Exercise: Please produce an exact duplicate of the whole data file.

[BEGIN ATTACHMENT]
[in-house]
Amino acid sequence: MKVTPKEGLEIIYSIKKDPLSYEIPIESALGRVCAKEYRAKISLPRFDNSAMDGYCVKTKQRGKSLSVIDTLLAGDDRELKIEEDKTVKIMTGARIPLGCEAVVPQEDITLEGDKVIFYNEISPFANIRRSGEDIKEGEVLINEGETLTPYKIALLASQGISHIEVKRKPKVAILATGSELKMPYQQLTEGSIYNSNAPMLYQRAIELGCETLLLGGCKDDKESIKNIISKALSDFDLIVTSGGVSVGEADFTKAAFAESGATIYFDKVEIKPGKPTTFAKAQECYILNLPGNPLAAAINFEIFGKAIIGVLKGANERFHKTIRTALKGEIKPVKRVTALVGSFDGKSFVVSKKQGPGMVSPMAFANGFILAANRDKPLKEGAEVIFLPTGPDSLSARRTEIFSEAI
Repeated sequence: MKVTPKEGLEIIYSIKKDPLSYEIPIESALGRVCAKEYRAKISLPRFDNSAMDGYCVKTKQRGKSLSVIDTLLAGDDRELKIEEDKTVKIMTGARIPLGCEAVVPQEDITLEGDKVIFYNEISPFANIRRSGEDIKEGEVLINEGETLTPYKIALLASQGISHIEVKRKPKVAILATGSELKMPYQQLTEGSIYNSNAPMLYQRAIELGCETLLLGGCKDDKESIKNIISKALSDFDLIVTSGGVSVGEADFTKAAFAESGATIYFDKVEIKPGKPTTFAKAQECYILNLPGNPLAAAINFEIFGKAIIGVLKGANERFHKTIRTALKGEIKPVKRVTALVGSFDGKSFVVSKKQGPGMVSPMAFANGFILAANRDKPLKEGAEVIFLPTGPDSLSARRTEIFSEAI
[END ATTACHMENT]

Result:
[in-house]
Amino acid sequence: MKVTPKEGLEIIYSIKKDPLSYEIPIESALGRVCAKEYRAKISLPRFDNSAMDGYCVKTKQRGKSLSVIDTLLAGDDRELKIEEDKTVKIMTGARIPLGCEAVVPQEDITLEGDKVIFYNEISPFANIRRSGEDIKEGEVLINEGETLTPYKIALLASQGISHIEVKRKPKVAILATGSELKMPYQQLTEGSIYNSNAPMLYQRAIELGCETLLLGGCKDDKESIKNIISKALSDFDLIVTSGGVSVGEADFTKAAFAESGATIYFDKVEIKPGKPTTFAKAQECYILNLPGNPLAAAINFEIFGKAIIGVLKGANERFHKTIRTALKGEIKPVKRVTALVGSFDGKSFVVSKKQGPGMVSPMAFANGFILAANRDKPLKEGAEVIFLPTGPDSLSARRTEIFSEAI
Repeated sequence: MKVTPKEGLEIIYSIKKDPLSYEIPIESALGRVCAKEYRAKISLPRFDNSAMDGYCVKTKQRGKSLSVIDTLLAGDDRELKIEEDKTVKIMTGARIPLGCEAVVPQEDITLEGDKVIFYNEISPFANIRRSGEDIKEGEVLINEGETLTPYKIALLASQGISHIEVKRKPKVAILATGSELKMPYQQLTEGSIYNSNAPMLYQRAIELGCETLLLGGCKDDKESIKNIISKALSDFDLIVTSGGVSVGEADFTKAAFAESGATIYFDKVEIKPGKPTTFAKAQECYILNLPGNPLAAAINFEIFGKAIIGVLKGANERFHKTIRTALKGEIKPVKRVTALVGSFDGKSFVVSKKQGPGMVSPMAFANGFILAANRDKPLKEGAEVIFLPTGPDSLSARRTEIFSEAI